Community-Based Learning and critical community psychology practice: conducive and corrosive aspects
|Hart A and Akhurst JE (2017) Community-based learning and critical community psychology practice: conducive and corrosive aspects. Journal of Community and Applied Social Psychology. 27(1): 3-15.
|Community-Based Learning (CBL) has been more recently introduced into some psychology programmes in the UK than in the USA, where it has existed for a number of decades in the form of ‘service learning’. CBL holds promise as a means of promoting and developing critical community psychology practice, but there are risks involved in its acritical adoption in the psychology curriculum. If associated power dynamics are not considered, CBL has the capacity to serve neoliberal interests and perpetuate, rather than challenge, oppressive social relations. This article examines ways in which CBL can be both conducive and corrosive to critical community psychology practice. Drawing on interdisciplinary literature, it explores ways in which students participating in CBL can be vulnerable to exploitation – both as victims and perpetrators – through collusion and cultural voyeurism. Consideration is given to ways of resisting institutional and other pressures to comply uncritically with the demands of the ‘employability agenda’. These include the importance of facilitated reflective processes in associated modules, to consider aspects of the interactions of people and systems. The article concludes that whilst CBL is inherently risky and involves discomfort for students, this enables development of a more informed consciousness where truly participatory work evolves towards greater social justice.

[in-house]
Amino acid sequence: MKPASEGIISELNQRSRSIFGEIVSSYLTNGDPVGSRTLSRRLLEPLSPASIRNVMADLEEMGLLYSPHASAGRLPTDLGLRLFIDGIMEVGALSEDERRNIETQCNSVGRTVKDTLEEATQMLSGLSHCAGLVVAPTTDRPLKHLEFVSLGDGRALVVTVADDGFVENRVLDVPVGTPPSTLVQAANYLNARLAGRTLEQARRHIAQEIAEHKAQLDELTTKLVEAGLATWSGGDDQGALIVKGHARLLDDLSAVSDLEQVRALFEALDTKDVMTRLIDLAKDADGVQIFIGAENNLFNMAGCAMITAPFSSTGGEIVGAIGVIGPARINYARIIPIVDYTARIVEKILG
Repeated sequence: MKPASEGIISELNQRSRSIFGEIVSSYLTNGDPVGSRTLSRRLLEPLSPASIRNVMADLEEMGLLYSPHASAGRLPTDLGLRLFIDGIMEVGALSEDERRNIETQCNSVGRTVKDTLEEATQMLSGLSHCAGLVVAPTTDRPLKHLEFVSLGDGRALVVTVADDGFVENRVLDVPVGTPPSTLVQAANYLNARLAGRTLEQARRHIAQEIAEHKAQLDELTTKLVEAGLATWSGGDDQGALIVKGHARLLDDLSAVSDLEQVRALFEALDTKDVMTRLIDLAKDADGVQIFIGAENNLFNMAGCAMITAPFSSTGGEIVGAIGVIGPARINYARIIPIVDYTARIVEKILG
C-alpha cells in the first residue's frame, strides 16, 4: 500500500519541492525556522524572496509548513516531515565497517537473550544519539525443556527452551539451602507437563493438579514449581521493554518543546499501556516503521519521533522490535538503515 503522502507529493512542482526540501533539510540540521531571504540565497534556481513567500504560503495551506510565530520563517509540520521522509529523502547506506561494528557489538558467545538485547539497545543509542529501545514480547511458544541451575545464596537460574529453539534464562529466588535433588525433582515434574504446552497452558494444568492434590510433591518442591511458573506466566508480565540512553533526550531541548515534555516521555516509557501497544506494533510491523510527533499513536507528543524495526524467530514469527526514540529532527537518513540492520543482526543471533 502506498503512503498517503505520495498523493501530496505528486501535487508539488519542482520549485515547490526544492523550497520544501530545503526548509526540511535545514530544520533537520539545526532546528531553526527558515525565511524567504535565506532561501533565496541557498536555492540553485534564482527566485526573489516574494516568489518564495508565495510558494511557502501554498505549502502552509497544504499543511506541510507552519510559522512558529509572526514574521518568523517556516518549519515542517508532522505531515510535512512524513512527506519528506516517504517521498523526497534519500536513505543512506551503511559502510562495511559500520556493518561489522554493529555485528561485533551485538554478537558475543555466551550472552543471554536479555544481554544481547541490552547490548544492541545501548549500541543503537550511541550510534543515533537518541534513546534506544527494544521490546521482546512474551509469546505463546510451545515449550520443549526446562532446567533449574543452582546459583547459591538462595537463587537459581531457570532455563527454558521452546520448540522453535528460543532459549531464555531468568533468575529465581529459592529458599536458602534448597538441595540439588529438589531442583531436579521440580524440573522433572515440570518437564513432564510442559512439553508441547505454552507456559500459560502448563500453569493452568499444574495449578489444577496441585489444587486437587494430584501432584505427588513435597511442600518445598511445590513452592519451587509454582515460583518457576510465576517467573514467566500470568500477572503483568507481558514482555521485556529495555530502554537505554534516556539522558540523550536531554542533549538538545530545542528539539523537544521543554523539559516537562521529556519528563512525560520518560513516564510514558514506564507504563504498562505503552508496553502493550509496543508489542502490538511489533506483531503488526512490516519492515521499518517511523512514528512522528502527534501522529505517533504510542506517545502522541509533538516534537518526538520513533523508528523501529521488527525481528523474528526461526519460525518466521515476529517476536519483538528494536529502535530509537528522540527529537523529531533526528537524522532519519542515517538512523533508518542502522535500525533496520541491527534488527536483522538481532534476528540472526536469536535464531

|Community-Based Learning; Critical community psychology practice; Power; Cultural voyeurism
|Community-Based Learning and critical community psychology practice: conducive and corrosive aspects